How do you store your photos? What type of structure do you use to keep track of your images? How does Lightroom fit into the workflow and what exactly is the role of the catalog? I can’t answer those question for your workflow but I can tell you about mine.
The first thing to look at is my hardware and the current state of computers and storage solutions. My current computer is an Apple MacBook Pro 15″ from early 2011 with 16GB RAM and two internal drives, the main hard drive is 240GB SSD drive that hold applications, the 2nd is a 1TB drive used for data storage. If I were to go to Apple and replace the computer today and bought a new 15″ MacBook Pro the most internal storage I could get is 1TB. That is not a lot of data storage for a professional photographer.
So here is how a shoot and post production goes now:
I show up at the event and shoot it using 2 camera bodies. For a regular 3 song concert shoot, that’s a couple of hundred of photos. For an event like Comic Con the number of images can skyrocket into the thousands. When I come back to my office I plug the memory cards into the card readers and download the images to the data drive on my laptop using photo mechanic. In the data drive (called Macintosh HD 2) I have a folder called Pictures and for each shoot I create a folder with the shoot name or band name, and then a sub folder called RAW FILES. All the photos from the shoot are stored in the RAW FILES folder. I the create a 2nd folder called PICKS which is where the images that I will edit are stored. The other folders are where the Lightroom Catalog and the edited images for the client are kept.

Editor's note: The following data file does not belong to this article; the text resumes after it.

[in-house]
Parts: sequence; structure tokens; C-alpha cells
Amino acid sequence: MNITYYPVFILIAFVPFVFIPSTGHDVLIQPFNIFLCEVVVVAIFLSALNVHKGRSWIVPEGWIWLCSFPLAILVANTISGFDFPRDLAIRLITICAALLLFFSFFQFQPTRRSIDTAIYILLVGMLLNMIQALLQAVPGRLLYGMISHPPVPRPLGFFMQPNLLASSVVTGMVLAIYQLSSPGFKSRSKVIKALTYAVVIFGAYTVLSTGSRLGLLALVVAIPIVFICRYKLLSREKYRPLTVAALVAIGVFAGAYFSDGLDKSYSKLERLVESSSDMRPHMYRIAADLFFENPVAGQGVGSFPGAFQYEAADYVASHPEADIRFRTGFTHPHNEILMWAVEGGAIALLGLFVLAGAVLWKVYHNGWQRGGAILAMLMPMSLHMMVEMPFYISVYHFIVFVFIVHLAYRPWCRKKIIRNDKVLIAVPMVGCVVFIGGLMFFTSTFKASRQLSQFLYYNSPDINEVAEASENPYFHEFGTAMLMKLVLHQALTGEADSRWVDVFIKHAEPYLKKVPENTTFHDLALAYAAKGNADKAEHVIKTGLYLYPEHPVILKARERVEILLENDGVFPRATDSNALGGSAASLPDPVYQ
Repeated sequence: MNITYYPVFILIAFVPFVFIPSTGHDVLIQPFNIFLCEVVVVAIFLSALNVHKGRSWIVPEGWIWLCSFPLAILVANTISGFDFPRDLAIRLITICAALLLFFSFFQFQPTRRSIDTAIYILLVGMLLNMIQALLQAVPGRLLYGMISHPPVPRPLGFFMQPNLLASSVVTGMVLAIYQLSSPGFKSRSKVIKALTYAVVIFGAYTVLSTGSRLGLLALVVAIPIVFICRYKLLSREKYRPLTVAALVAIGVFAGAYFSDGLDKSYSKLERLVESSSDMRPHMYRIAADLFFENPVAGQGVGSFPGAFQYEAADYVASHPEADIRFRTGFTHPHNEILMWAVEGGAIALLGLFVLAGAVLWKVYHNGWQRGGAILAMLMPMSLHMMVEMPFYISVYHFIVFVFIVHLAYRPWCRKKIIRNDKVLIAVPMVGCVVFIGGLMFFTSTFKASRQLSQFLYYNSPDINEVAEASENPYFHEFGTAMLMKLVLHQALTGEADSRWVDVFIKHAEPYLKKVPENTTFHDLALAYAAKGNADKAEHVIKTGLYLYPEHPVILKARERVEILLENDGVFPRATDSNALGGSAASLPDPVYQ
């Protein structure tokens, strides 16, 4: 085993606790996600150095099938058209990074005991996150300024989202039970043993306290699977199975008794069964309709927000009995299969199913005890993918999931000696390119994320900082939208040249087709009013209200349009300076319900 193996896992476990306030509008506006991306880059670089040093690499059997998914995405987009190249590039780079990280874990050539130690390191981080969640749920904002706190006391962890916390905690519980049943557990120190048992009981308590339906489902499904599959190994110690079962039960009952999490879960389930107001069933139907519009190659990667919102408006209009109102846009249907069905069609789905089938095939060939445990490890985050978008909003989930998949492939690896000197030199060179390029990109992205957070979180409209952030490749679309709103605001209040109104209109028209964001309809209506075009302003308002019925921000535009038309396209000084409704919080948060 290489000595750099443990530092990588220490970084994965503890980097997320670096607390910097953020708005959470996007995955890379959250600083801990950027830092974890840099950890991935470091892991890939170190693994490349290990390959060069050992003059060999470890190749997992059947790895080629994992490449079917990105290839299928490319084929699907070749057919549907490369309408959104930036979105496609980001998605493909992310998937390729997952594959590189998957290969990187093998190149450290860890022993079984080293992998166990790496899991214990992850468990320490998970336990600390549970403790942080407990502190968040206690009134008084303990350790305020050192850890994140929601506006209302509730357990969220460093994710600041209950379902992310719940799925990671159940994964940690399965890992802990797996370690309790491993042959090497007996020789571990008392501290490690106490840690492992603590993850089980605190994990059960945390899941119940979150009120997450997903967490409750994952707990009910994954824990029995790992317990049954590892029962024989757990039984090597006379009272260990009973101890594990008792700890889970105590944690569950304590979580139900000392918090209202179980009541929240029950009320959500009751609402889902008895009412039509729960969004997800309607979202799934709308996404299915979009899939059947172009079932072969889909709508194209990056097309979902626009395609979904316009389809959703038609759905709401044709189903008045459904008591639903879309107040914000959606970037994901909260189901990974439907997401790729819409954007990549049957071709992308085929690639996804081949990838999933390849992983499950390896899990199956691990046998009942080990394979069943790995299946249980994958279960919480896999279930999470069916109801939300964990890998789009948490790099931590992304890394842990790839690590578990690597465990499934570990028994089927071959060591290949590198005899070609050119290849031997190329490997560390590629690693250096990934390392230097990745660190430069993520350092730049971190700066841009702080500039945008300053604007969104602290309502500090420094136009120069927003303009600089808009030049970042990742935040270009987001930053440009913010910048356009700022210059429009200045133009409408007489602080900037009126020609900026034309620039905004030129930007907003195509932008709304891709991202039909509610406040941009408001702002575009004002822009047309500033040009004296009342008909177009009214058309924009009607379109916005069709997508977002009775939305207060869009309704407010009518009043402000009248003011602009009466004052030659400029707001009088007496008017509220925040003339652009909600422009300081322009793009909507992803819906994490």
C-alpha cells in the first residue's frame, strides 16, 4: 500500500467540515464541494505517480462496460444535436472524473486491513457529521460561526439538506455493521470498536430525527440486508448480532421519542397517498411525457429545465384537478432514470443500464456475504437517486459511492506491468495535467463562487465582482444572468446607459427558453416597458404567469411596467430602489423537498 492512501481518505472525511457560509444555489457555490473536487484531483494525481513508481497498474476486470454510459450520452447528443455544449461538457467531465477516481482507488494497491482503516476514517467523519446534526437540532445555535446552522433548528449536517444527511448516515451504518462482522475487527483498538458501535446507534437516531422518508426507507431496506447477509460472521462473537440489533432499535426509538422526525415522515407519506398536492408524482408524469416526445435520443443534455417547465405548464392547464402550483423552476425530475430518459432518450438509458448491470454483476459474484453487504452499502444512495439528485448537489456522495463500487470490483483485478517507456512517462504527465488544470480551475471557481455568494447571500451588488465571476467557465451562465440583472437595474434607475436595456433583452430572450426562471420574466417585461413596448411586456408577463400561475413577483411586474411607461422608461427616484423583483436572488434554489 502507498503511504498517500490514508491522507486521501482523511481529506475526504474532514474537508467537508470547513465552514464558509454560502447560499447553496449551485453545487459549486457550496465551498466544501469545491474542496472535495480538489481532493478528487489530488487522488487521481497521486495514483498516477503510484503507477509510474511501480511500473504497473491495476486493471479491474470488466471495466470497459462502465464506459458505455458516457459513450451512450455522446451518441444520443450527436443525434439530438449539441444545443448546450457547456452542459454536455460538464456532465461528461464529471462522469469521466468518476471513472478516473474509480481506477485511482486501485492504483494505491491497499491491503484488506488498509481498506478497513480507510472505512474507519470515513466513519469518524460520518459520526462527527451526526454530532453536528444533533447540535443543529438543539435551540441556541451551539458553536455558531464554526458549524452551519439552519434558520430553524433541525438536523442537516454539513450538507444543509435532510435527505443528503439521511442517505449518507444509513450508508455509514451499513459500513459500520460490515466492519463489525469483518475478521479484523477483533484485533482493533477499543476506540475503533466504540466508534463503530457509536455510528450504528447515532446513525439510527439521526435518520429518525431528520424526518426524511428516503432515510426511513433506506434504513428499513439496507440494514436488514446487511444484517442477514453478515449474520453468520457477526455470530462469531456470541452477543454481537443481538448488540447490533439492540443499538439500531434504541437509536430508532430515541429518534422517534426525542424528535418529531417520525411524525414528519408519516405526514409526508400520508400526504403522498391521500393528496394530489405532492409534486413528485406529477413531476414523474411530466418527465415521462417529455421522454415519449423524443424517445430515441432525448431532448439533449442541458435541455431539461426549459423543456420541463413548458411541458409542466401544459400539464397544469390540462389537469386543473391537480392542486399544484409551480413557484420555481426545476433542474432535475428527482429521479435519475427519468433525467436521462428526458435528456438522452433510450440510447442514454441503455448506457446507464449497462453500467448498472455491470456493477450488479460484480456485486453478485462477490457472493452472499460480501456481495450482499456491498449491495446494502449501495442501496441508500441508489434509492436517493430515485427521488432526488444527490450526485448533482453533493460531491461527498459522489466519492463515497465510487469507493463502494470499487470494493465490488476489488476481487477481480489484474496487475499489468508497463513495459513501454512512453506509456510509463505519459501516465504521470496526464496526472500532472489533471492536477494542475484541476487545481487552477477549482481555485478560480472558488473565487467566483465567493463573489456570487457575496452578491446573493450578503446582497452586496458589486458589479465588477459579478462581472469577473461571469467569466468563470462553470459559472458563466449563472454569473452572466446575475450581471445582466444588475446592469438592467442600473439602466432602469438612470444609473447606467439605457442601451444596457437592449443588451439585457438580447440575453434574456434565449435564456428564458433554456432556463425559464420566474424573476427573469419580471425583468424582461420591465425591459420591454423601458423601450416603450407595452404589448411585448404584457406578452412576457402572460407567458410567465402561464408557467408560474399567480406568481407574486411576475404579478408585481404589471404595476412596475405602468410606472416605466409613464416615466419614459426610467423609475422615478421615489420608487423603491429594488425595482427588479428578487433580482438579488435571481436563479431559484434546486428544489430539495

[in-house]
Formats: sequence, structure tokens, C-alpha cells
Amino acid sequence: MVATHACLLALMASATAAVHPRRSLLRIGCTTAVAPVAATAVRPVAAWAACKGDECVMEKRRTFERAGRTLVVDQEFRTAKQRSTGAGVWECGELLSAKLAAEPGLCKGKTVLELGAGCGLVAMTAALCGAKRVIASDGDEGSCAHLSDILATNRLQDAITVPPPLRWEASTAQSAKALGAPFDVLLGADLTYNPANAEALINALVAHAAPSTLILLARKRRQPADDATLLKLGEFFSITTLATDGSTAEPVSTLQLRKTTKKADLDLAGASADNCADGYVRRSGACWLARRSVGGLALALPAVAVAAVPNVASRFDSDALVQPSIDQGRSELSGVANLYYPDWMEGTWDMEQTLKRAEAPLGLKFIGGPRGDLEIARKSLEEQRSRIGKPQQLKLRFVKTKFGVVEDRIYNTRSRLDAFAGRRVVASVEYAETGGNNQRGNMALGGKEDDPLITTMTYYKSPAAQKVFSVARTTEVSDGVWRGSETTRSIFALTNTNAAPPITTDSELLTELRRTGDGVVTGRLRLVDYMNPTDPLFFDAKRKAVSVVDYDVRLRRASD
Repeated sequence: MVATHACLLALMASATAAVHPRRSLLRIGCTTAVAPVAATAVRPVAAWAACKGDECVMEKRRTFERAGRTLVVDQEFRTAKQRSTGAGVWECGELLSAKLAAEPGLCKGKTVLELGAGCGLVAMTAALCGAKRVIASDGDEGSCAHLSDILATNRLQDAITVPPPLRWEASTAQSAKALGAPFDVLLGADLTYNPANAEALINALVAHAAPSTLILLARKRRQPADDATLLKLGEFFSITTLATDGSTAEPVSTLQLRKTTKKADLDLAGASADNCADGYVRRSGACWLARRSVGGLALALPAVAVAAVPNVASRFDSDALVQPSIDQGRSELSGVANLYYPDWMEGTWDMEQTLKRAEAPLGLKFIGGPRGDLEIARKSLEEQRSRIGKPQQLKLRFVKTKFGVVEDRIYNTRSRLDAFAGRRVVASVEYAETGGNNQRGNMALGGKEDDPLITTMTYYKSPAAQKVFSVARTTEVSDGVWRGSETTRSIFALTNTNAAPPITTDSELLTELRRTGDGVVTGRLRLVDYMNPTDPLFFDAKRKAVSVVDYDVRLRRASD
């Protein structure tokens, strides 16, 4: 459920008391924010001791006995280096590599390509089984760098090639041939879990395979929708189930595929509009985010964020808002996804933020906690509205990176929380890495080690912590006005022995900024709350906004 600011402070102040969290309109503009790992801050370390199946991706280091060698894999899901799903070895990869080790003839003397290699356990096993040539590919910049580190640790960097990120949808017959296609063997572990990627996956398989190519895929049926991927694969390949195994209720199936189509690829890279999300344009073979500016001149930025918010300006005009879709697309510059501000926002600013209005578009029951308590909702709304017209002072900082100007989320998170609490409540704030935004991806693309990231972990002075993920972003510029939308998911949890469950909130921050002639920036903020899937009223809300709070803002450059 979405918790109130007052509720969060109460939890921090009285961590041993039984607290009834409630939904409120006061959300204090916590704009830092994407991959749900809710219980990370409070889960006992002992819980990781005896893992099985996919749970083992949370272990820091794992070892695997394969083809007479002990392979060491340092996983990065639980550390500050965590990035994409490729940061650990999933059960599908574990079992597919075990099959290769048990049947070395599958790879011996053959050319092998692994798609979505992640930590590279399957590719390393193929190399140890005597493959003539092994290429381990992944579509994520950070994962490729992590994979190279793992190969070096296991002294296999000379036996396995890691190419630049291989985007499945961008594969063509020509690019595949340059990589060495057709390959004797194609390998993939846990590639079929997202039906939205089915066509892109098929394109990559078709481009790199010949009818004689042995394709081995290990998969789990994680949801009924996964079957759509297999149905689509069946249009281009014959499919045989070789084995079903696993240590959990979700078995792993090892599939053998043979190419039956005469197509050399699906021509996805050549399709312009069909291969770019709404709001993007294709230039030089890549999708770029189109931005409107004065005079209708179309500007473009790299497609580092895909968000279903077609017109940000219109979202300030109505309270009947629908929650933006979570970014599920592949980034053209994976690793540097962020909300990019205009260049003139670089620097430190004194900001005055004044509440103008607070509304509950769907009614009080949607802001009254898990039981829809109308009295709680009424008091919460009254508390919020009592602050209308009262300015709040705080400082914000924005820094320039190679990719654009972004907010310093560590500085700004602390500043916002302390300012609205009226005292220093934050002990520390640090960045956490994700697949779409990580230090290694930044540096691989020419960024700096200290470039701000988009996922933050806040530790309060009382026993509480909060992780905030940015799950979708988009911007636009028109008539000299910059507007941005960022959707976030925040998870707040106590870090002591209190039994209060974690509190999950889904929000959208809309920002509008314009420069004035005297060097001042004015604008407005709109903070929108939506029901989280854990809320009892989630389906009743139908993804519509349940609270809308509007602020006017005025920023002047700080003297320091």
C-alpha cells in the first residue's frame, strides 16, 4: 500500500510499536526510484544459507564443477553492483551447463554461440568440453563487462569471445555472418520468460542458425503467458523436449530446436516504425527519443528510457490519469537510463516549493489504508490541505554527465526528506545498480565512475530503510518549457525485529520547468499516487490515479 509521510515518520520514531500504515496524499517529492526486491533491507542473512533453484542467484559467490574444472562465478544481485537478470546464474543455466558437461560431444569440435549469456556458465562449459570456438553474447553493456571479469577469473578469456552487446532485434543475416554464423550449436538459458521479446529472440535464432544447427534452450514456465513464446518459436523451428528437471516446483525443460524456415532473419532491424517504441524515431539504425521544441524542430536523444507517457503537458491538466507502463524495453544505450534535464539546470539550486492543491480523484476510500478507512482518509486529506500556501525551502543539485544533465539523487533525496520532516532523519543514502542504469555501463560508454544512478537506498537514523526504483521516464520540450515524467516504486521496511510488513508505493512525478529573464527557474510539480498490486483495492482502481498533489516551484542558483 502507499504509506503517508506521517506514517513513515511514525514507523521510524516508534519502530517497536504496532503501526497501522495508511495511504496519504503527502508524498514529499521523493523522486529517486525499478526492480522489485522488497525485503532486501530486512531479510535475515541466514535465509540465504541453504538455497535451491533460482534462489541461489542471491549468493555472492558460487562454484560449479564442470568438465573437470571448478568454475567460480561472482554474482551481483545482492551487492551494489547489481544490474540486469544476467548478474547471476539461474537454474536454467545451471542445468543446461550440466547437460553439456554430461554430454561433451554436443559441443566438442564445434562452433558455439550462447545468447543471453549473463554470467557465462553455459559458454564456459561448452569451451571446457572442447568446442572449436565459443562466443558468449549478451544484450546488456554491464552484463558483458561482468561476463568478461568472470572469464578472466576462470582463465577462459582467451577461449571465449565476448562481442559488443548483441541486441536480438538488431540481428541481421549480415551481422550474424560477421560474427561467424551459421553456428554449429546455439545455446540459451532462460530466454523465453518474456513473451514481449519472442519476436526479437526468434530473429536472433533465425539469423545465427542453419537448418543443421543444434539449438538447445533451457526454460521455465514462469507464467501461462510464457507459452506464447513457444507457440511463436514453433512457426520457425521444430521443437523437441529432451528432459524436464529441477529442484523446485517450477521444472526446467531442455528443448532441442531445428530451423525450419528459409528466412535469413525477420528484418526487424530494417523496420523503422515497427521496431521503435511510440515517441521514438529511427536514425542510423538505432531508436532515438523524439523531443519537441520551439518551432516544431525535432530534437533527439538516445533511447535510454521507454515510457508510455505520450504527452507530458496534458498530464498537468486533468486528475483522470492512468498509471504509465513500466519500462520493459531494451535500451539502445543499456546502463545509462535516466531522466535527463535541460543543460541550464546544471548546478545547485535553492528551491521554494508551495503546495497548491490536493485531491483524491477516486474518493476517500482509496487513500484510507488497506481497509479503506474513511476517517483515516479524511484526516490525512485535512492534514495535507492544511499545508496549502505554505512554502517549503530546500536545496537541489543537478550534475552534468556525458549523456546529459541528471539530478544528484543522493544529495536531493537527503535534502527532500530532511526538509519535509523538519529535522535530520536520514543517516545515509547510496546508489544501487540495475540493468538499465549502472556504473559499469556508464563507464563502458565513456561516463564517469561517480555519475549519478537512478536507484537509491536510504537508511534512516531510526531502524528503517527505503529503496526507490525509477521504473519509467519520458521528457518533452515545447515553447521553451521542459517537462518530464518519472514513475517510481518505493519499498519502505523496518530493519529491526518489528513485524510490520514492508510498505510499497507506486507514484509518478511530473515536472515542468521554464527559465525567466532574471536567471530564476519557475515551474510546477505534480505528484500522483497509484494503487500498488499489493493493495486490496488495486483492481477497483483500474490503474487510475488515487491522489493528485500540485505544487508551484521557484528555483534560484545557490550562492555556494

As you can see from the image below, these are the shoots that I have done from the Laughlin Event Center in 2015.
The images are now on the computer in the RAW_FILES and I quickly go through the images using the Photo Mechanic Contact Sheet. I select the files that are so bad they have no use at all, usually shots of the ground behind me, and delete them. I then go through the shoot looking for the images I want to edit. I then copy the selected images to the PICKS folder. I then import the images from the PICKS folder into Lightroom and I create a Lightroom catalog for the shoot as seen in the figure above. It’s the folder name with the _LR at the end. I then open Lightroom, do my editing and export the final images for the client.
This entire folder is still on the 1TB internal drive on my laptop, but that drive will run out of space really fast so I move the whole shoot to one of the back up external drives.
Now Adobe seems to think that photographers should have a single Lightroom Catalog. This sounds really good, just import all your photos into your computer wherever you want, and add all them to a catalog and you can access, edit and look at any of your photos on the computer, and with the mobile sync turned on even on your iPad or iPhone. Great idea that fails in practice when you shoot a lot. The first problem is that the Lightroom slows down when dealing with large catalogs. I created a catalog for all the shoots I have done for the Valley View Casino Center, 40 plus shoots a year since 2011. That is a total of 334,537 images and climbing. Even with the shoots organized by year, with keywords, and in collections it takes forever to find a specific image. If I would add the shoots for the other venues, books, pet stuff and other random images, the catalog would be even bigger and more unwieldy.
The size of the Lightroom Catalog along with the current previews is about 10 GB and growing. That size of catalog seems to make Lightroom SLOW down. The faster I can edit and deal with images, the better. Hence I use smaller catalogs, one per show and my file structure allows me to find the images I need without having to wade through one huge catalog.